Oklahoma City, Tulsa districts intervene in funding lawsuit
Oct. 25, 2017
OKLAHOMA CITY (AP) — Oklahoma City and Tulsa school districts are intervening in a lawsuit by the Oklahoma Public Charter School Association against the state Board of Education over inequities in funding.
The Oklahoma City Public Schools has requested an emergency stay in the lawsuit, the Tulsa World reported. The Tulsa school board has also authorized its attorneys to file for legal intervention.
The lawsuit filed by the association in July is requesting that "funding between all public schools be equalized to assure equal education opportunities."
Public schools are funded through several local, state and federal sources. Charter schools are mainly funded through state aid.
The association argues that charter schools are receiving hundreds of dollars less in state-issued funding than public schools.
Barry Schmelzenbach, president of the association and superintendent of Harding Fine Arts Academy charter school, has said the lawsuit doesn't provide a specific example of how the funding structure should be changed. But he said the Legislature has intended for both charter and public school students to receive about the same amount.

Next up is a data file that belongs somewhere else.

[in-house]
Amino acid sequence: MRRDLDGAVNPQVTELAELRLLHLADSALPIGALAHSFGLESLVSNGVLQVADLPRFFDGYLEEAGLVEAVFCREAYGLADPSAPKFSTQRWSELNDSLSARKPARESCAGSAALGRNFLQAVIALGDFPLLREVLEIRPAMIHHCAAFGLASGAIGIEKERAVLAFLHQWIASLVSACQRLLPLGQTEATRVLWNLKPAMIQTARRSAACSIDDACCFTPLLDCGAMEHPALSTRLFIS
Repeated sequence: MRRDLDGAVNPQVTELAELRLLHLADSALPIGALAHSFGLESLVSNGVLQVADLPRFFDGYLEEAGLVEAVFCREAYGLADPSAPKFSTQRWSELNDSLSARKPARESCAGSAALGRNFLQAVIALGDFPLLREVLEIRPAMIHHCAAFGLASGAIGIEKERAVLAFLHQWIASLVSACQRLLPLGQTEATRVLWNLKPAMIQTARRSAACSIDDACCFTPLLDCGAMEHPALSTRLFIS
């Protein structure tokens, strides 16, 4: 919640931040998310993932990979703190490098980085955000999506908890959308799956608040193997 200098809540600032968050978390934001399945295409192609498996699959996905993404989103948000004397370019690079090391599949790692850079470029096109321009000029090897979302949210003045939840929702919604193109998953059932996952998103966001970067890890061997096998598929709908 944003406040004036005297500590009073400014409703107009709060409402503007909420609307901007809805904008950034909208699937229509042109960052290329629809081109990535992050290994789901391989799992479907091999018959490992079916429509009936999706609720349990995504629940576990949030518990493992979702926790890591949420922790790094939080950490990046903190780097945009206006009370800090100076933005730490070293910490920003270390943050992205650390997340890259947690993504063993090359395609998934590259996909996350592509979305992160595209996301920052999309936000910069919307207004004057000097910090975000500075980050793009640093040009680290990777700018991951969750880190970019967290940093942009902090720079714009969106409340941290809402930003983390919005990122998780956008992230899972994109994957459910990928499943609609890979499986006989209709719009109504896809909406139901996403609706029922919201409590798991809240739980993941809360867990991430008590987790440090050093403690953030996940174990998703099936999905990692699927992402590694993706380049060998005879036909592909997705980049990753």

The Oklahoma City and Tulsa school districts could lose significant funding in the lawsuit, because a majority of the state's charter school districts are located in their boundaries.
"Intervention in this suit is not our first choice," Tulsa Public Schools officials said. "We believe that this issue deserves a legislative solution that is lawful, sustainable, and equitable. We are also concerned about the accelerated pace of the lawsuit and do not have the information we need to understand the legal, fiscal, and programmatic impact on Oklahoma school districts."
Oklahoma City Public Schools' request would prevent a settlement in the lawsuit before the district can present its case.
A court hearing for the case is scheduled for Nov. 3.
Information from: Tulsa World, http://www.tulsaworld.com